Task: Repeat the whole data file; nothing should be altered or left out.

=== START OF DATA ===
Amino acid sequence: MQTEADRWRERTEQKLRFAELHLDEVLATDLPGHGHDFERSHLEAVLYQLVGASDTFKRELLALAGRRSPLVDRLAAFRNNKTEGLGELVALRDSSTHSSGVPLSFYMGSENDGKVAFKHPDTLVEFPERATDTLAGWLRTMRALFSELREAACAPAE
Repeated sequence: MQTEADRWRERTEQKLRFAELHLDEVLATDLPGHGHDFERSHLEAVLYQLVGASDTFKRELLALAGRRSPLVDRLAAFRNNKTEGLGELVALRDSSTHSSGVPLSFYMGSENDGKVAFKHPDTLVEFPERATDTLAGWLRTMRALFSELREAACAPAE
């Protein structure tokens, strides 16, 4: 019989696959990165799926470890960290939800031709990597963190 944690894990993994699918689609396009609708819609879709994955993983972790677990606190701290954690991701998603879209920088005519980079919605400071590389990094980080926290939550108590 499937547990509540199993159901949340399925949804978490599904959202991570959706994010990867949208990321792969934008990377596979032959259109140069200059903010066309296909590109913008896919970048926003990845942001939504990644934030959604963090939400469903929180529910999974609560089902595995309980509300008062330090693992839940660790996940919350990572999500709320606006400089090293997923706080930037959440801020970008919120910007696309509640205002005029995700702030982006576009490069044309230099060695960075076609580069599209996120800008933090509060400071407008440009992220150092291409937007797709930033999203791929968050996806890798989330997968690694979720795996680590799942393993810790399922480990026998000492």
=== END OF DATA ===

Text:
Amino acid sequence: MQTEADRWRERTEQKLRFAELHLDEVLATDLPGHGHDFERSHLEAVLYQLVGASDTFKRELLALAGRRSPLVDRLAAFRNNKTEGLGELVALRDSSTHSSGVPLSFYMGSENDGKVAFKHPDTLVEFPERATDTLAGWLRTMRALFSELREAACAPAE
Repeated sequence: MQTEADRWRERTEQKLRFAELHLDEVLATDLPGHGHDFERSHLEAVLYQLVGASDTFKRELLALAGRRSPLVDRLAAFRNNKTEGLGELVALRDSSTHSSGVPLSFYMGSENDGKVAFKHPDTLVEFPERATDTLAGWLRTMRALFSELREAACAPAE
């Protein structure tokens, strides 16, 4: 019989696959990165799926470890960290939800031709990597963190 944690894990993994699918689609396009609708819609879709994955993983972790677990606190701290954690991701998603879209920088005519980079919605400071590389990094980080926290939550108590 499937547990509540199993159901949340399925949804978490599904959202991570959706994010990867949208990321792969934008990377596979032959259109140069200059903010066309296909590109913008896919970048926003990845942001939504990644934030959604963090939400469903929180529910999974609560089902595995309980509300008062330090693992839940660790996940919350990572999500709320606006400089090293997923706080930037959440801020970008919120910007696309509640205002005029995700702030982006576009490069044309230099060695960075076609580069599209996120800008933090509060400071407008440009992220150092291409937007797709930033999203791929968050996806890798989330997968690694979720795996680590799942393993810790399922480990026998000492």